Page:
Was it covid-19? Or a head cold? My experience with getting tested...



If it was any other year I would have automatically assumed I picked up a cold somewhere.


It started with fatigue, then a headache, one morning my temperature reached 39.7°C, then sore throat, stuffy sinuses, and just feeling yucky.


I had a Tarot-reading evening booked with a few ladies so I called the day before to let them know I was a bit under the weather.


But it was just a cold.


Right?


We rescheduled, and I tucked inside for a few days to rest and let this virus run its course.


And then one night when I laid in bed it felt like my lungs were filling up and I couldn't catch my breath. I had to get as comfortable as I could with pillows lifting up my torso so I could breathe.


But the coughing started, and I coughed all night and into the next day.


Unproductive tickling coughs that left my ribs sore and my body really tired.


By the end of the weekend I wasn't feeling much better, and at my husband's insistence I did an online assessment, and was given the option to book a test.


I must have backed out and re-assessed a dozen times before I finally decided that I probably should just book the test and take one for the team. Most of my family had these cold symptoms. We were all stuffy, and tired, some of us were coughing, all of us had a sore throat.


It started from school we assume, or daycare, because the youngest were unwell before the others.


But it was just a cold right?


The online booking was simple, and I was able to book any test time for the same day. They were in 10 minute intervals until supper time. I chose after lunch, that gave me a little while to shower and figure out exactly who I've been in contact with, if by some freak of nature I actually tested positive for covid-19.


I was embarrassed with my contacts. I followed protocols, no large gatherings, hand washing, distancing and I didn't go anywhere that I didn't need to.


But when I started thinking of my son's birthday supper attending by our family, and how each of us would have potentially been in contact with dozens of other people I understood how quickly a virus like this could spread within a small community.


It was a bit scary.


I showed up at the assessment center to a full parking lot. At first I was shocked, then hopeful that most of them were employees, and then I thought that if that many people actually needed a test (based on my similar symptoms) I almost felt relief believing that there must be a cold or flu traveling through our community.


The assessment center was so careful.


Everyone had to sanitize multiple times. Replace masks with sterile ones provided, register behind glass and then be ushered to a cubicle where the two ladies that were handling me were wearing so much PPE that I had a flashback to watching E.T. in 1983.


The swab itself was like a little soft bristled cone shaped pipe cleaner.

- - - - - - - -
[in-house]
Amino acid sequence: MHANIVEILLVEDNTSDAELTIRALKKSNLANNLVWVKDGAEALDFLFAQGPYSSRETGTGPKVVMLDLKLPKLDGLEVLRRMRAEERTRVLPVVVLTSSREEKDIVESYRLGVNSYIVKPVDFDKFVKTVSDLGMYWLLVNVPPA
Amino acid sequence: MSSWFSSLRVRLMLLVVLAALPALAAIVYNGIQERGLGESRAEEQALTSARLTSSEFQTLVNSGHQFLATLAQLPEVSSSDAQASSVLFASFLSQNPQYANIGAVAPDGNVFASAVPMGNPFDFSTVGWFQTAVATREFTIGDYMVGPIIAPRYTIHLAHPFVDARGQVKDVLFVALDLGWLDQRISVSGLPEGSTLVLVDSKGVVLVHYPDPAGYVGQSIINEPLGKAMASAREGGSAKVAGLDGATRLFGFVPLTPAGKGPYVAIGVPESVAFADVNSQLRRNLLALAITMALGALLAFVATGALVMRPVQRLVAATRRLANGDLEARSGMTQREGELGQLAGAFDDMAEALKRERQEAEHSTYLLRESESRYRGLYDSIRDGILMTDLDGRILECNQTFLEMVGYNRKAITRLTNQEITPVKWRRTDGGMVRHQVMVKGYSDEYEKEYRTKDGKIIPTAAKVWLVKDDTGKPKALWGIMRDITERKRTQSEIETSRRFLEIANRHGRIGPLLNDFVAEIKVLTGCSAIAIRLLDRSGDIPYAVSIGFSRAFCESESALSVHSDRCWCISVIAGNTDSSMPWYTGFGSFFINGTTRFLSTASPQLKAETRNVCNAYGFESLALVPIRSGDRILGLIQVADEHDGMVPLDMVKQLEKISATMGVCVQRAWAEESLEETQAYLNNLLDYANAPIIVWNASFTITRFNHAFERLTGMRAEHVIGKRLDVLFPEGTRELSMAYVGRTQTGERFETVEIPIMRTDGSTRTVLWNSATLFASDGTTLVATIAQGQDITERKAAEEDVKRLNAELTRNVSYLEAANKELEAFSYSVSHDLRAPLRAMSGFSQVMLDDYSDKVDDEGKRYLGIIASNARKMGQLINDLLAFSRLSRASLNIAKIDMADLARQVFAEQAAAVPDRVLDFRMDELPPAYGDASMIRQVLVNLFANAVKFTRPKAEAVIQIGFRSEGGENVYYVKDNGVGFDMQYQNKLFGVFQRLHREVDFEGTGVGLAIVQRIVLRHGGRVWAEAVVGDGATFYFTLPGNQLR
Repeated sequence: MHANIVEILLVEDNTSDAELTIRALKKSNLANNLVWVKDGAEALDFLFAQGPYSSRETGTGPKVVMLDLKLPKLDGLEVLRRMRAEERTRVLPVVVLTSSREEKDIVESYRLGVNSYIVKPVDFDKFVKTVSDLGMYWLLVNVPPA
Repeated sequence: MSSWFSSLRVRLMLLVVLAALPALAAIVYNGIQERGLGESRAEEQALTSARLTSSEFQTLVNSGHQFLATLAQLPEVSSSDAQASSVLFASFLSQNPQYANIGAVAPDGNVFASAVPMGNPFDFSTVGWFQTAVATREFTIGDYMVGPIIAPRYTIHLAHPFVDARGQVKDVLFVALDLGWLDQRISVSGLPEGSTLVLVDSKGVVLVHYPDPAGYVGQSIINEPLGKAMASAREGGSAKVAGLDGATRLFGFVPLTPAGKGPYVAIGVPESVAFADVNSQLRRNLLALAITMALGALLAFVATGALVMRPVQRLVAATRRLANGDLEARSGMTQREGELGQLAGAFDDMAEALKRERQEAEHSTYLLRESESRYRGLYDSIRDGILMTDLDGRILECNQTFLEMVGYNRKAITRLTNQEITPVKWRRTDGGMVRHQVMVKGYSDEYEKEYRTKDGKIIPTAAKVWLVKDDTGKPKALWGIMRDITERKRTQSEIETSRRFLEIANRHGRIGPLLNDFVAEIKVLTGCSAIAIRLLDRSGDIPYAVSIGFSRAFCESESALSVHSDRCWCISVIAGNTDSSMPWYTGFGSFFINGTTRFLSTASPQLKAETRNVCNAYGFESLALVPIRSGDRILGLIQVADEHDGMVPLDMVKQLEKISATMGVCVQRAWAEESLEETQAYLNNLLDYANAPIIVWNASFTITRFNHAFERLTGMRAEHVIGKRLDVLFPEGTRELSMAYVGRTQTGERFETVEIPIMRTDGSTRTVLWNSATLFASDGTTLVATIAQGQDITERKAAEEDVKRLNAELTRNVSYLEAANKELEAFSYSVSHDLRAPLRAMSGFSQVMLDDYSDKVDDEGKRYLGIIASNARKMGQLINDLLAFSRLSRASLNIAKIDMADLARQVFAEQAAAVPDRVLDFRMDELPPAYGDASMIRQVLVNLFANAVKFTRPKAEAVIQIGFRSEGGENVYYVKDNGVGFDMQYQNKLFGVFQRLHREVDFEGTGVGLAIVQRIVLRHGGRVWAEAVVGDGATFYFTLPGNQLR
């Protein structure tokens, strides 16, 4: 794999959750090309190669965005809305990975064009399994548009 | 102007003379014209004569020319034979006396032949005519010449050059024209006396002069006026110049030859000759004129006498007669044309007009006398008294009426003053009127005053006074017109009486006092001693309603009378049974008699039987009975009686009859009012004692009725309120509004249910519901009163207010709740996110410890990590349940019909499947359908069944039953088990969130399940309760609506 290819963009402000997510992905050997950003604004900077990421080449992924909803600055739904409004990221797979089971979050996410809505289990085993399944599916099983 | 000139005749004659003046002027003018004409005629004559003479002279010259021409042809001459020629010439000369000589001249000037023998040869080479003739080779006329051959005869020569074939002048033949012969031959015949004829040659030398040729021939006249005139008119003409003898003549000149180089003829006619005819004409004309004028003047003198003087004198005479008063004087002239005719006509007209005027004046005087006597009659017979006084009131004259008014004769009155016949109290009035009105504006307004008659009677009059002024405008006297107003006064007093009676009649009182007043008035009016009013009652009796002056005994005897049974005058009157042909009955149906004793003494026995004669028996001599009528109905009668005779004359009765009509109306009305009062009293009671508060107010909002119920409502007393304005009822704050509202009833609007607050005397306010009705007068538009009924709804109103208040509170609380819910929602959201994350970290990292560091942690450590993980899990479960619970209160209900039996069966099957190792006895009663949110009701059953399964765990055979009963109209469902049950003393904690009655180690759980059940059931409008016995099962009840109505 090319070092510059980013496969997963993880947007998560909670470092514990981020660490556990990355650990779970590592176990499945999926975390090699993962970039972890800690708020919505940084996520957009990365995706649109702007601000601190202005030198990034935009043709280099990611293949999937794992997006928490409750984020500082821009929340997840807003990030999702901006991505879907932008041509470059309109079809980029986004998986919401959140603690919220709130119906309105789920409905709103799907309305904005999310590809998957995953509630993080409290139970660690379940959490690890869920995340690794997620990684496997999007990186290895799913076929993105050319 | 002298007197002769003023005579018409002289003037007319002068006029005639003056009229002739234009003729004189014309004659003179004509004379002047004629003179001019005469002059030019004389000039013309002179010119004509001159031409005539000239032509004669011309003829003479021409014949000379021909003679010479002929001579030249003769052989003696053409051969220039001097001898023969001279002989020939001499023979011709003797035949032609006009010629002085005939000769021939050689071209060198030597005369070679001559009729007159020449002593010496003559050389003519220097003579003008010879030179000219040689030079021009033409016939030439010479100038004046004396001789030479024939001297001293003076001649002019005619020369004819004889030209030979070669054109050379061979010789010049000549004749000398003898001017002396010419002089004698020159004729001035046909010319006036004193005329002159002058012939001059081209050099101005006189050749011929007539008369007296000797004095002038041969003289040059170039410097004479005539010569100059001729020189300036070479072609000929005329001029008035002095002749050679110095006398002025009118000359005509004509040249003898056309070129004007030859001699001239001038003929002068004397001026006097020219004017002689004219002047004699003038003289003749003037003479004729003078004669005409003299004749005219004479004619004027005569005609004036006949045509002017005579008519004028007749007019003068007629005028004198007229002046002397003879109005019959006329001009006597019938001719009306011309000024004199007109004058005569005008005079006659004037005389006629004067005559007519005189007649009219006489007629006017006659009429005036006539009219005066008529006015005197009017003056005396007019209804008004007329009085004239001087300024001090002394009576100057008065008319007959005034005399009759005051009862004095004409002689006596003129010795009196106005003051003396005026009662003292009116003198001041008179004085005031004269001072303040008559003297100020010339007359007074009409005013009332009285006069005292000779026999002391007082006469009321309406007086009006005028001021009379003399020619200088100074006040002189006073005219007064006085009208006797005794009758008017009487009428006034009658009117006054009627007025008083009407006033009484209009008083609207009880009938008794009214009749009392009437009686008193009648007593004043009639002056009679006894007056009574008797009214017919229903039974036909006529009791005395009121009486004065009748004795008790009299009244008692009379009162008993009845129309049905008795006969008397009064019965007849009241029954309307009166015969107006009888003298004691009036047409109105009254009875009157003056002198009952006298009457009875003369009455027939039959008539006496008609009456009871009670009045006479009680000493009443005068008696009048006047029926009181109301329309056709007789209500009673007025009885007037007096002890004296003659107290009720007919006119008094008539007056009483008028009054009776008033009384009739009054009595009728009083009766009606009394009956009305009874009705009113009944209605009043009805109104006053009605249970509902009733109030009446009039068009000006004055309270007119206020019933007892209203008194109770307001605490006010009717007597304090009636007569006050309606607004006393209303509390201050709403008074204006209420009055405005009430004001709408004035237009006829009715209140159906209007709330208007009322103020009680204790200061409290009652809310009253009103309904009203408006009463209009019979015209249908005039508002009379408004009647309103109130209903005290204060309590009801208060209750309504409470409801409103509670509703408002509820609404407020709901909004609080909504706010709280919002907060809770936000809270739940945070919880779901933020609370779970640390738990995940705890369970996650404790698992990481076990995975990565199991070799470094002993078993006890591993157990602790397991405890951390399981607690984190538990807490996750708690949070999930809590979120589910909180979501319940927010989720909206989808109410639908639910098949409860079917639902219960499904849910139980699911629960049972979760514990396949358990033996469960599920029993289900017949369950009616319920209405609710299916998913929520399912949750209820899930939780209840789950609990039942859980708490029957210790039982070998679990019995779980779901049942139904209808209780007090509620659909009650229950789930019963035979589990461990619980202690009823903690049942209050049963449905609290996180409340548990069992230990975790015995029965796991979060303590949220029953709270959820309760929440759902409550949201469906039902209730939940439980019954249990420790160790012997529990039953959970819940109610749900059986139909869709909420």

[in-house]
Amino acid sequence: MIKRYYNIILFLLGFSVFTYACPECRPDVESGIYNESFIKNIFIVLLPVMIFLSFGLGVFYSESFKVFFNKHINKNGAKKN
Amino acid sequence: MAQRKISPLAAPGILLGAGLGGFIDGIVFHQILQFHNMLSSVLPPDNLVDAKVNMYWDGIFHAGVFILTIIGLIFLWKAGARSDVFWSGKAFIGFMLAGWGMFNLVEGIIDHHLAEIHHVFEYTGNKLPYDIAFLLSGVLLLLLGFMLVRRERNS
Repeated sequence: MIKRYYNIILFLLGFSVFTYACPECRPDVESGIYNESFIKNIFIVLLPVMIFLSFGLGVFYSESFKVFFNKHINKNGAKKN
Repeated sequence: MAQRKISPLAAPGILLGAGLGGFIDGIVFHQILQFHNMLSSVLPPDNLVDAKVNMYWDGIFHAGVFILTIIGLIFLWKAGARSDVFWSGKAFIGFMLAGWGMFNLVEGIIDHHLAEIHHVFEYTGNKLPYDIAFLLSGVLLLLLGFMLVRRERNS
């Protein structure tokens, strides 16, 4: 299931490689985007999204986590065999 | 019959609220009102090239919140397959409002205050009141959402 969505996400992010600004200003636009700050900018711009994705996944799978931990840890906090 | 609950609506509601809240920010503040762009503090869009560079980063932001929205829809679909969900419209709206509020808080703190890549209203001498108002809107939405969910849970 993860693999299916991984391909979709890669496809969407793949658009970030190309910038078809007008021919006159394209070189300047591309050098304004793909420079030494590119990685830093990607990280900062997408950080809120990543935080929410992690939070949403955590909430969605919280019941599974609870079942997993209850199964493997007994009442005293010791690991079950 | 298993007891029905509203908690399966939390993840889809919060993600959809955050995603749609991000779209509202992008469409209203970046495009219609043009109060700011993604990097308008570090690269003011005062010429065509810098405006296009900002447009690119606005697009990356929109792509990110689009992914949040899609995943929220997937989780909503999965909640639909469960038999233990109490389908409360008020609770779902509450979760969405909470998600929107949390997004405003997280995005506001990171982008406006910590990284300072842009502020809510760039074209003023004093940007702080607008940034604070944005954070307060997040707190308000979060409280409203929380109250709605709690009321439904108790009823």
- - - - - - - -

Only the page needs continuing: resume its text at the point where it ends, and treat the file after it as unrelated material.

I was asked to pull down the mask from my nose and the swab was inserted and brushed for 5 seconds.


There was no pain.


Just a feeling like I was going to sneeze.


If she had to brush for one second longer I'm confident I would have sneezed all over the poor girl.


I was taken out a separate entrance than the one I entered, given a pamphlet and instructions to isolate until my results came. It would be 24 to 72 hours, if they were negative I'd get an email, positive would be a phone call.


I was SURE it was just a cold.


I would have bet money on it.


I went home to isolate. Thinking it would be 3 days before I was legally permitted to leave my house.


I like my house. I like my jammies. I like cheesy Christmas movies on Netflix.


I was good.


It only took 8 hours to get my results.


I received an email, so I knew it was good news.


The email had instructions for how to login to get the results.


I KNEW it was just a cold. And I was never so thankful to fail a test in my life.


The results were negative, but the symptoms overlapped covid so I wanted to be sure. If I tested negative then my loved ones who shared my symptoms were most likely negative too.


And all of those people at the assessment center also tested negative because our zone had no positive tests for days.


It really made me aware of how the choices I make about who I share time with are really important. I couldn't imagine what it would feel like to be the point of origin for a virus that could impact people in such a horrible way.


I'm not afraid.


Just aware.


And I don't know who all these wimpy people are that are crying about how bad the swab feels, because it was unremarkable.


If you have symptoms, you should be assessed. It's nothing to fear, and it's a big relief when you find out that you haven't shared it with anyone.


And you should really be aware of your social circle. Many could work in health care or with the public as my circle does. And it's really eye opening when you actually make a list of who you've seen in the past 14 days.


I wish you all health.


Stay safe.


With Love,

Angela

XO


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